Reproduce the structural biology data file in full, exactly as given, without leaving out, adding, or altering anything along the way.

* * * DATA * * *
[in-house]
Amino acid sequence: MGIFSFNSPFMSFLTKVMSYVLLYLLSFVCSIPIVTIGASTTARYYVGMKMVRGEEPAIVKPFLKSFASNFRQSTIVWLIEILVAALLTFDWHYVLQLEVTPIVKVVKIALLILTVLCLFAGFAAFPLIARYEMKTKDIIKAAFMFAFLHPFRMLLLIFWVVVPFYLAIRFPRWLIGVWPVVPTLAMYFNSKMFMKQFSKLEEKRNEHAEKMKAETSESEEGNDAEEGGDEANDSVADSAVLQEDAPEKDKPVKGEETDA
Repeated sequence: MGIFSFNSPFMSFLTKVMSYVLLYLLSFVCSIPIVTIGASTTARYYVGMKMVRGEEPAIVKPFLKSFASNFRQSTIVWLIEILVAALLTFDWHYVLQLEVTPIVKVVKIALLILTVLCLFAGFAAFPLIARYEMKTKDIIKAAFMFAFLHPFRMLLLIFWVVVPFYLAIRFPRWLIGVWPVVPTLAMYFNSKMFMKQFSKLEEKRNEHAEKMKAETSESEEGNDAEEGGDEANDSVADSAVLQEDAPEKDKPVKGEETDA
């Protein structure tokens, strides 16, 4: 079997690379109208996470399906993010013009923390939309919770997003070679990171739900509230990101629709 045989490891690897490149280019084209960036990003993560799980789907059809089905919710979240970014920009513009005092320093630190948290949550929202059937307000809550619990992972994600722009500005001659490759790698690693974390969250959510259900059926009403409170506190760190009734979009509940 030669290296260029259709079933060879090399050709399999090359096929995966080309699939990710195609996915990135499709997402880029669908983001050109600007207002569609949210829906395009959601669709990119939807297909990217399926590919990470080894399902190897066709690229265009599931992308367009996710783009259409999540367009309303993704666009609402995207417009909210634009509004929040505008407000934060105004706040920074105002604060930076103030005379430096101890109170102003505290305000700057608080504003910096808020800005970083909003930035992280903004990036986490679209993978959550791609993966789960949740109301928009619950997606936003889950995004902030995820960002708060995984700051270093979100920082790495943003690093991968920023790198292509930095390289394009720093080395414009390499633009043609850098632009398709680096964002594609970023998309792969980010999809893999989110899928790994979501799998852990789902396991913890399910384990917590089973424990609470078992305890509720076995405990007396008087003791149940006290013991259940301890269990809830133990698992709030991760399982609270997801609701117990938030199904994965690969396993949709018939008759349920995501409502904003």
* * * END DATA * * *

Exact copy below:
[in-house]
Amino acid sequence: MGIFSFNSPFMSFLTKVMSYVLLYLLSFVCSIPIVTIGASTTARYYVGMKMVRGEEPAIVKPFLKSFASNFRQSTIVWLIEILVAALLTFDWHYVLQLEVTPIVKVVKIALLILTVLCLFAGFAAFPLIARYEMKTKDIIKAAFMFAFLHPFRMLLLIFWVVVPFYLAIRFPRWLIGVWPVVPTLAMYFNSKMFMKQFSKLEEKRNEHAEKMKAETSESEEGNDAEEGGDEANDSVADSAVLQEDAPEKDKPVKGEETDA
Repeated sequence: MGIFSFNSPFMSFLTKVMSYVLLYLLSFVCSIPIVTIGASTTARYYVGMKMVRGEEPAIVKPFLKSFASNFRQSTIVWLIEILVAALLTFDWHYVLQLEVTPIVKVVKIALLILTVLCLFAGFAAFPLIARYEMKTKDIIKAAFMFAFLHPFRMLLLIFWVVVPFYLAIRFPRWLIGVWPVVPTLAMYFNSKMFMKQFSKLEEKRNEHAEKMKAETSESEEGNDAEEGGDEANDSVADSAVLQEDAPEKDKPVKGEETDA
């Protein structure tokens, strides 16, 4: 079997690379109208996470399906993010013009923390939309919770997003070679990171739900509230990101629709 045989490891690897490149280019084209960036990003993560799980789907059809089905919710979240970014920009513009005092320093630190948290949550929202059937307000809550619990992972994600722009500005001659490759790698690693974390969250959510259900059926009403409170506190760190009734979009509940 030669290296260029259709079933060879090399050709399999090359096929995966080309699939990710195609996915990135499709997402880029669908983001050109600007207002569609949210829906395009959601669709990119939807297909990217399926590919990470080894399902190897066709690229265009599931992308367009996710783009259409999540367009309303993704666009609402995207417009909210634009509004929040505008407000934060105004706040920074105002604060930076103030005379430096101890109170102003505290305000700057608080504003910096808020800005970083909003930035992280903004990036986490679209993978959550791609993966789960949740109301928009619950997606936003889950995004902030995820960002708060995984700051270093979100920082790495943003690093991968920023790198292509930095390289394009720093080395414009390499633009043609850098632009398709680096964002594609970023998309792969980010999809893999989110899928790994979501799998852990789902396991913890399910384990917590089973424990609470078992305890509720076995405990007396008087003791149940006290013991259940301890269990809830133990698992709030991760399982609270997801609701117990938030199904994965690969396993949709018939008759349920995501409502904003």